His arrival is likely to fuel further tensions between rival Libyan administrations. In the morning, local media reported clashes between different militias and rival forces supporting the two sides in central Tripoli and in other parts of the city.
“We arrived in the capital in peace and security. The reception was excellent,” Bashagha said in earlier video comments, adding that his government was ready to work with all Libyans, including those who oppose him.
There was no comment on his arrival from the government of embattled Prime Minister Abdul Hamid Dbeibah, which is based in Tripoli.
Later on Tuesday, Bashagha’s office said he and his ministers left Tripoli “for the sake of citizens’ safety and to stop the bloodshed.”
UN special adviser on Libya Stephanie Williams urged calm and for the rival sides to enter into talks to resolve their disputes.
“The conflict cannot be resolved with violence, but with dialogue and mediation,” he tweeted, adding that the United Nations is ready to welcome all parties “to help Libya find a genuine and consensual path to stability and elections.” ”.
Bashagha, a former interior minister, was appointed prime minister by the country’s eastern parliament in February. But Dbeibah, a wealthy businessman, has refused to step down and insists he will hand over power only to an elected government. Both prime ministers hail from the powerful western city of Misrata.
Jalel Harchaoui, a Libyan researcher, said the violence that unfolded during Bashagha’s “brief presence inside Tripoli” reflected a “clear failure” by Dbeibah’s rival.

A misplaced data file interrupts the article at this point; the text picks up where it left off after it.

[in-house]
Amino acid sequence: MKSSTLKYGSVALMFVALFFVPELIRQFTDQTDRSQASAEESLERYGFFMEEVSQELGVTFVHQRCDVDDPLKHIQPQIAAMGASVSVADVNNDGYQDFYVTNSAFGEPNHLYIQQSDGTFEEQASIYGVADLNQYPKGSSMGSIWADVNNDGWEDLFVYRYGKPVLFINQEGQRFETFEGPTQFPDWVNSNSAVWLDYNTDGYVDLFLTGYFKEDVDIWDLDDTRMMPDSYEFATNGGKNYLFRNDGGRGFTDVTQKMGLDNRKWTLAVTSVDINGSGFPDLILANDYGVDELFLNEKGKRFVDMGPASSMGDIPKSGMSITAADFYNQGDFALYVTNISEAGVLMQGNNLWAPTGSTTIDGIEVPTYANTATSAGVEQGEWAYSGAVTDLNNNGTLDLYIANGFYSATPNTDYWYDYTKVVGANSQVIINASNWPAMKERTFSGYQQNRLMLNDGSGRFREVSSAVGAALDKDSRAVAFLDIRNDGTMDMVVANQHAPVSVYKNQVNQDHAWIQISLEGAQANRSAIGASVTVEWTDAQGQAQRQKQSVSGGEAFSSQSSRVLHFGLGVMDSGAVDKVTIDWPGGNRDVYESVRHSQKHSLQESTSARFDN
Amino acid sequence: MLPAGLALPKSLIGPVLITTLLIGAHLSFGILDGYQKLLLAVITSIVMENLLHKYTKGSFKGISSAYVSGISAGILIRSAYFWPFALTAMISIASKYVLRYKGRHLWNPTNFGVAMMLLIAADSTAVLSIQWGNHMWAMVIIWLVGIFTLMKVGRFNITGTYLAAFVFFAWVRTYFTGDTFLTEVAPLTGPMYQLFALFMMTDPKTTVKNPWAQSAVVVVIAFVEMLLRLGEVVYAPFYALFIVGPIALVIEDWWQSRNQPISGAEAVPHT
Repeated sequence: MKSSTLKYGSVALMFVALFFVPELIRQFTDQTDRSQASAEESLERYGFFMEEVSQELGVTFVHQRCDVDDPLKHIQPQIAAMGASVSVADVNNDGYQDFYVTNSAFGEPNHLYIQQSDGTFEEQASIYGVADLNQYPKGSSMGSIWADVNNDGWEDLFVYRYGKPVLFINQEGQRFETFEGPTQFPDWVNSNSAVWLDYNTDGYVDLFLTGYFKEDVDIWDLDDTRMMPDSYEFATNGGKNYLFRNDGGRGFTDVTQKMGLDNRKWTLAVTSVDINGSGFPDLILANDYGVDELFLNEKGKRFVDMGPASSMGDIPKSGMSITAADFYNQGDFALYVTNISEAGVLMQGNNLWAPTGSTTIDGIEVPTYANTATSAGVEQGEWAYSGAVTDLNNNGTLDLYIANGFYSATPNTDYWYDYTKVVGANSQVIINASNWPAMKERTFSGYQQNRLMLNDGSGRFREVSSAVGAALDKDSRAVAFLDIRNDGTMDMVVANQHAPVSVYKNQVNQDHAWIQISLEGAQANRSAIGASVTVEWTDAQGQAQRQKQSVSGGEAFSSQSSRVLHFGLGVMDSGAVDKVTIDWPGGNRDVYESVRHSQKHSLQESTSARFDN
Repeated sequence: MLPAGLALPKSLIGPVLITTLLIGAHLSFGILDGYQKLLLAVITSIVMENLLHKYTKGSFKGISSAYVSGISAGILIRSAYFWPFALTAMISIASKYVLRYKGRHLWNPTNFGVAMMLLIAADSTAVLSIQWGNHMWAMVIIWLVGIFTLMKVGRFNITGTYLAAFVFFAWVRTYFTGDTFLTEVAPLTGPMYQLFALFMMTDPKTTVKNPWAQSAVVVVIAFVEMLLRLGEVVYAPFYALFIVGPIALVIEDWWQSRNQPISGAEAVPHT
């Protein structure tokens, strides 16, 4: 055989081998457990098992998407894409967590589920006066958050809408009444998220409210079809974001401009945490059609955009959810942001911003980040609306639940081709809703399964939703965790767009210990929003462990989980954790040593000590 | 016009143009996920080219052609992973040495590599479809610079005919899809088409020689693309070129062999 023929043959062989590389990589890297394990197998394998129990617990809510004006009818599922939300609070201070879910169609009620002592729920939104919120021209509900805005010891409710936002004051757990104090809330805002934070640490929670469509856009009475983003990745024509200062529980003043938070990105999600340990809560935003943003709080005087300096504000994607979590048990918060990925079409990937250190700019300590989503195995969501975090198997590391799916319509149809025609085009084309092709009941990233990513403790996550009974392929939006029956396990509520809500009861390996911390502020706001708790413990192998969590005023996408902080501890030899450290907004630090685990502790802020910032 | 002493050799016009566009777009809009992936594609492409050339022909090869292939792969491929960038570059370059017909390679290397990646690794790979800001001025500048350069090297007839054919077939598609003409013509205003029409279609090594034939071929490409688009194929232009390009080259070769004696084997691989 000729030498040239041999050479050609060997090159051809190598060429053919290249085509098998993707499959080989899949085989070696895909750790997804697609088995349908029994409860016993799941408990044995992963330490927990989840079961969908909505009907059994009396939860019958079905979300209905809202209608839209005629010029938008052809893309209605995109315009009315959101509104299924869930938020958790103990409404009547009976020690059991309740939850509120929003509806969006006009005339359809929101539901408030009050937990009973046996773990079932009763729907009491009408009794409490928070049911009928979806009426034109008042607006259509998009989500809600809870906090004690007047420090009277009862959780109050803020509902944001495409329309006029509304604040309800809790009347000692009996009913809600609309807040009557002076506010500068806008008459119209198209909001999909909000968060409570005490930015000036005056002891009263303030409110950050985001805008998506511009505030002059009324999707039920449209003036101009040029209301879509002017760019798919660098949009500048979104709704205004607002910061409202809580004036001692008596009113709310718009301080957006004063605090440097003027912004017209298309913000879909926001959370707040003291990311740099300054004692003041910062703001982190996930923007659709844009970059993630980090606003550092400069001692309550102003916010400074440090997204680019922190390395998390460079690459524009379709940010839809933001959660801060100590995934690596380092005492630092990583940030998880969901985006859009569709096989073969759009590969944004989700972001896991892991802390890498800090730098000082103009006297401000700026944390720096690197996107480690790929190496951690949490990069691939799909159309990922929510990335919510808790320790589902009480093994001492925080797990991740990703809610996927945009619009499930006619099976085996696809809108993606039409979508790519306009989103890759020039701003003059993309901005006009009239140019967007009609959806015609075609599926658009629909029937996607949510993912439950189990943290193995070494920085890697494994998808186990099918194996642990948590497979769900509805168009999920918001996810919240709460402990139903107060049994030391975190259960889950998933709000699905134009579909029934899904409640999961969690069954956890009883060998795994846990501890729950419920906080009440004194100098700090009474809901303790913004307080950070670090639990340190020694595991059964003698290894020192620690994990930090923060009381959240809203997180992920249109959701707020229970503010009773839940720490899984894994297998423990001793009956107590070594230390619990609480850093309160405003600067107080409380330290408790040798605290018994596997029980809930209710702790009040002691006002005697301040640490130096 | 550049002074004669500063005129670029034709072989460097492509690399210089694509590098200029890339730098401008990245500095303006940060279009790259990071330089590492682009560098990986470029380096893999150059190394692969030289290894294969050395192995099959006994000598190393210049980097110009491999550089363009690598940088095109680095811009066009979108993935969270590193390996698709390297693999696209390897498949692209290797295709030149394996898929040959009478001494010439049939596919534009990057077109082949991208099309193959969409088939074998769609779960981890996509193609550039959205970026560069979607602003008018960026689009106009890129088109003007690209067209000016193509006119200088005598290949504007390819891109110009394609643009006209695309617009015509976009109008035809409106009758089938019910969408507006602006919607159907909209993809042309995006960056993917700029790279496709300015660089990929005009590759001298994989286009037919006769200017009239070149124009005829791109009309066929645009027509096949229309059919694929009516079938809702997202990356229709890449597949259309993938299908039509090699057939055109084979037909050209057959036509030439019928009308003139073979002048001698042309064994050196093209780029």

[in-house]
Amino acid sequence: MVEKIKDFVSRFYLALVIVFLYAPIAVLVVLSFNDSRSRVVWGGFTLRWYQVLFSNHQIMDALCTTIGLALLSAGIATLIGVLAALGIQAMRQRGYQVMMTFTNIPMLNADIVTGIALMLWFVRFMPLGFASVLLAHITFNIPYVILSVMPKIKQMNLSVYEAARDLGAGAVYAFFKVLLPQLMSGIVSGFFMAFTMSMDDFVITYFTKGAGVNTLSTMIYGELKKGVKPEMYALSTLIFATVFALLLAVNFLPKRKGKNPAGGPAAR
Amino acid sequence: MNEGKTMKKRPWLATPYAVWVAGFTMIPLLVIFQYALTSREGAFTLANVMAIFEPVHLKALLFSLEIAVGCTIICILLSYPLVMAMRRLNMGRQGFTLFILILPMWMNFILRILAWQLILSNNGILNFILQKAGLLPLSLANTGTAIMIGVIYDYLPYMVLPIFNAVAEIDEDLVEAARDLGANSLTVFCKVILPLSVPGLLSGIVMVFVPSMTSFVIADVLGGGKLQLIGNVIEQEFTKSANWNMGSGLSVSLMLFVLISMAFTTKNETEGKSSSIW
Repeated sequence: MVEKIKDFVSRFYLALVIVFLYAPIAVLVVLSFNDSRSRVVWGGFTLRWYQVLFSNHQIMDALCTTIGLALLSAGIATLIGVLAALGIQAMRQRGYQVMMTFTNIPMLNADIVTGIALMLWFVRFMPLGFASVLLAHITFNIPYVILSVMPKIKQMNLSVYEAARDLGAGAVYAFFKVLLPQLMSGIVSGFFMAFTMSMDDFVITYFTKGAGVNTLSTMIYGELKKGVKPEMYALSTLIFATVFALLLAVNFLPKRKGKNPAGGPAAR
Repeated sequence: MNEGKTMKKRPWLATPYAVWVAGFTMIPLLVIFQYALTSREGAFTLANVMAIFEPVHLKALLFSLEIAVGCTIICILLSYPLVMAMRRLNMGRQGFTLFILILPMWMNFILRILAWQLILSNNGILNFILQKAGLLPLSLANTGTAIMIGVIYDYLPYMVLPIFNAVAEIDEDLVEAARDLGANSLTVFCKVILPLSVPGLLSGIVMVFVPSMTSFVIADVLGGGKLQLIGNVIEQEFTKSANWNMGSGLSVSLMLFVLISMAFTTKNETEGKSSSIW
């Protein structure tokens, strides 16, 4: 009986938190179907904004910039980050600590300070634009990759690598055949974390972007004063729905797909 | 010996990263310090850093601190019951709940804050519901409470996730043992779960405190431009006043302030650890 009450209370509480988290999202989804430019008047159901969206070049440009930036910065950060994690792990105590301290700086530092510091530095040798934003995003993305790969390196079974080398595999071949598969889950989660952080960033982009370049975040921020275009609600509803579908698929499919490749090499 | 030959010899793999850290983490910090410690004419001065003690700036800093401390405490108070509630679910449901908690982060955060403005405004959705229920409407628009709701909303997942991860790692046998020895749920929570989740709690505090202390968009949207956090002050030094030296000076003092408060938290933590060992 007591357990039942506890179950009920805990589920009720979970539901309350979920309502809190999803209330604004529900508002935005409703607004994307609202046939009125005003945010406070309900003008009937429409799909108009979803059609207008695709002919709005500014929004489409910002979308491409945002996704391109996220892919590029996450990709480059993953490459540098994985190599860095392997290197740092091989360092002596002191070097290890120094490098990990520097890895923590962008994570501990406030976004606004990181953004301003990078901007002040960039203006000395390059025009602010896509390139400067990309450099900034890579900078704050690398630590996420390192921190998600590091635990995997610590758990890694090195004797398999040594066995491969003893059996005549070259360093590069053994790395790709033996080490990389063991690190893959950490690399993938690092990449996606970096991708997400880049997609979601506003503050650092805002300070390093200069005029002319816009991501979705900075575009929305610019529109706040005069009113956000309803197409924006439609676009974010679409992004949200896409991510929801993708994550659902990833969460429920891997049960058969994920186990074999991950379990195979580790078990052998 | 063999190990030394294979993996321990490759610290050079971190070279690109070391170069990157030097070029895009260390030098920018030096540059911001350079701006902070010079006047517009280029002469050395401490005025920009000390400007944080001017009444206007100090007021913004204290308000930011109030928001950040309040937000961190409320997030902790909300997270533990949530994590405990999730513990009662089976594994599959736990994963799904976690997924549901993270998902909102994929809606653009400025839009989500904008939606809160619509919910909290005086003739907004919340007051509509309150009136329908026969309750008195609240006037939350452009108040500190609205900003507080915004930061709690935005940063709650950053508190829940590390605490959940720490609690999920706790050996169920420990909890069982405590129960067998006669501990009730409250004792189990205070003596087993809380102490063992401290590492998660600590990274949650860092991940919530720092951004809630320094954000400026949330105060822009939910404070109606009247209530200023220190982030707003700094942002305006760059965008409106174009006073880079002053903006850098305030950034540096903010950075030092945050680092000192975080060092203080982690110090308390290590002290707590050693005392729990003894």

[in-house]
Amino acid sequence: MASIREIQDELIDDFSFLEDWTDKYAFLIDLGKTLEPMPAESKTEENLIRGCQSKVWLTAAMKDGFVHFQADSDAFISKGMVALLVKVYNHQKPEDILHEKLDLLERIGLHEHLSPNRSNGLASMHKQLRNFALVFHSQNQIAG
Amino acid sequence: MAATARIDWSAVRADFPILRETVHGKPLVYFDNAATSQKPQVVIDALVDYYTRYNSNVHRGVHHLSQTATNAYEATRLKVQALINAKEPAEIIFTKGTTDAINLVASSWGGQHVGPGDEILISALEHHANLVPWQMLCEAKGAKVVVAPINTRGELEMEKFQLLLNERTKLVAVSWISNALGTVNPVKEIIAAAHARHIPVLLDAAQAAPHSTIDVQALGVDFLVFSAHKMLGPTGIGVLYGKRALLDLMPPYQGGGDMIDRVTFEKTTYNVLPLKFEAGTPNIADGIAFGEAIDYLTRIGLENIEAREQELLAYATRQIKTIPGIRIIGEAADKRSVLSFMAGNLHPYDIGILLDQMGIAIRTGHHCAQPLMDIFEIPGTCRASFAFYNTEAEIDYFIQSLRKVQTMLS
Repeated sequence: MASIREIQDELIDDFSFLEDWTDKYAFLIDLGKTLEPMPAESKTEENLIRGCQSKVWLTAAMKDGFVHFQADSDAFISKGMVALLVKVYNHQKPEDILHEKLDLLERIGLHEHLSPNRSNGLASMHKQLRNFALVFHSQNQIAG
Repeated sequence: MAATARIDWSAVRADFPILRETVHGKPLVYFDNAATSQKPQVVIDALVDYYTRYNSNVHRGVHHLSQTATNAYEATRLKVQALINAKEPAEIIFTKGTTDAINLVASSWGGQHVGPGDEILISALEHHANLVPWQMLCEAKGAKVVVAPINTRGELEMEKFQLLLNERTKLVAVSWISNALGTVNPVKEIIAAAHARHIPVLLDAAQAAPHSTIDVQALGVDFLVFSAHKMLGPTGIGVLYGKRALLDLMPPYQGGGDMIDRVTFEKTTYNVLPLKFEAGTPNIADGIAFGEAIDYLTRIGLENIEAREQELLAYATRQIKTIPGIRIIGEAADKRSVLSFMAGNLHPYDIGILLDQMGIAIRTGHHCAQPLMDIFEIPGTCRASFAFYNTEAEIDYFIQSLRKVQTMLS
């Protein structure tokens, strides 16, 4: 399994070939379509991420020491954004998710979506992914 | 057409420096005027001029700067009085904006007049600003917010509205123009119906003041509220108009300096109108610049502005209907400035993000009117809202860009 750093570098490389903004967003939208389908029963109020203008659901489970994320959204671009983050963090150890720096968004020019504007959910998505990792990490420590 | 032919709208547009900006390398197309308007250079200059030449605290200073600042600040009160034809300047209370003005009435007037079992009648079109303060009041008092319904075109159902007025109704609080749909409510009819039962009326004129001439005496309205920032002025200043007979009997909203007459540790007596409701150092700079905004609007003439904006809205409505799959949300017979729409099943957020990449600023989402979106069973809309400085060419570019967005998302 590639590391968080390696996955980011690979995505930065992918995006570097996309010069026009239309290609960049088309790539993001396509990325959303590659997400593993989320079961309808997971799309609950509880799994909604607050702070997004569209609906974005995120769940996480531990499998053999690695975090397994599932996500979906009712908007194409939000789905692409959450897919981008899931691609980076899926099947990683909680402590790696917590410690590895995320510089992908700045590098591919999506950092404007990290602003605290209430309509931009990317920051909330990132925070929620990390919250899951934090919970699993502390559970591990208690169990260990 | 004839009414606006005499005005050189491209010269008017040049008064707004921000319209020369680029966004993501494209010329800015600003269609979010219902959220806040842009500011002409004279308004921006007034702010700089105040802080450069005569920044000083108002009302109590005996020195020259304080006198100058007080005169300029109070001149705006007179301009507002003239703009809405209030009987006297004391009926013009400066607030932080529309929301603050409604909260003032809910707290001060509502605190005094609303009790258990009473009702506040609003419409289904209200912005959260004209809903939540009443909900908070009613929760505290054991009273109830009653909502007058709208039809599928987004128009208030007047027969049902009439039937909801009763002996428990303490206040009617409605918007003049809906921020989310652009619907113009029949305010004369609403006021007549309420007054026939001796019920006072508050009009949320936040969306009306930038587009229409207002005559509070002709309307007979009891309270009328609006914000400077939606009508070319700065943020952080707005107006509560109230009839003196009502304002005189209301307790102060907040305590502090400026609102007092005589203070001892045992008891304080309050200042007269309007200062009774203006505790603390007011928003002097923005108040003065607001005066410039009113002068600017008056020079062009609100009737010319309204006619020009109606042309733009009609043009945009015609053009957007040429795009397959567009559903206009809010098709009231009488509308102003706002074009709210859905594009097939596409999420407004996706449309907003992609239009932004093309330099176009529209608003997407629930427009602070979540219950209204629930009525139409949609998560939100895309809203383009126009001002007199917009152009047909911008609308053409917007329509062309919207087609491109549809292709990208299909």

Dbeibah is supported by well-funded armed groups, not only in the capital but also in Misrata, who are fierce opponents of eastern-based military commander Khalifa Hifter, with whom Bashagha is now aligned, Harchaoui said.
Over the weekend, rival militias also clashed in the Janzour neighborhood of Tripoli. No casualties were reported, but local authorities said there was damage to infrastructure, including a power plant.
The UN mission in Libya condemned the clashes, saying they involved “indiscriminate fire and the alleged use of heavy weapons” in the densely populated neighborhood.
Lawmakers have argued that Dbeibah’s term expired after Libya failed to hold presidential elections in December as planned under a UN-brokered deal.
The fact that the vote did not take place dealt a heavy blow to international efforts to end a decade of chaos in Libya. It opened a new chapter in Libya’s long political stalemate, with rival governments claiming power after tentative steps toward unity in the past year.
The oil-rich country has been wracked by conflict since the NATO-backed uprising toppled and killed dictator Moammar Gadhafi in 2011. Since then, Libya has been divided for years between rival administrations in the east and west, each one supported by different militias and foreign governments. .